This document provides interim planning guidance for state, territorial, tribal, and local communities that focuses on several nonpharmaceutical measures that might be useful during this outbreak of swine influenza A (H1N1) virus aimed at reducing disease transmission and associated morbidity and mortality.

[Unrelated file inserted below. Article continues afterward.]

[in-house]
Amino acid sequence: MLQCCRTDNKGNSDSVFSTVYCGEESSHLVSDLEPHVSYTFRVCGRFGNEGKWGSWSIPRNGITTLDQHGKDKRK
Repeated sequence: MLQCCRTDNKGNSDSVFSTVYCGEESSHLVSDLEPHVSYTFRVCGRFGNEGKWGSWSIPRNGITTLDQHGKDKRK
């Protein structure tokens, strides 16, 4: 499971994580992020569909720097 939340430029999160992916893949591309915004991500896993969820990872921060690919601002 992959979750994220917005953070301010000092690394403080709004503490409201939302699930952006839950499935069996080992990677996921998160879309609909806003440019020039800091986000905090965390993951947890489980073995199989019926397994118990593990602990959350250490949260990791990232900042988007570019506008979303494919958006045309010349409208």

Human cases of swine influenza A (H1N1) virus infection have been identified in several states and in other countries. This is a novel influenza: A virus that has not been identified in people before, and human-to-human transmission of the virus appears to be ongoing. Unlike the experience in Mexico, the United States is currently observing a less severe clinical spectrum of disease with infection by the identical virus strain. As of April 26, 2009, of the confirmed cases of swine influenza A (H1N1) virus infection, only two confirmed case-patients were hospitalized and none have died in the United States. Mexican health officials have reported several hundred suspect cases, including several deaths associated with confirmed swine influenza A (H1N1) virus infection. In Mexico, many patients have experienced rapidly progressive pneumonia, respiratory failure requiring mechanical ventilation and acute respiratory distress syndrome (ARDS). Therefore, the experience of these two countries has been markedly different to date. Getting better information to explain these differences is a high priority for the ongoing investigation.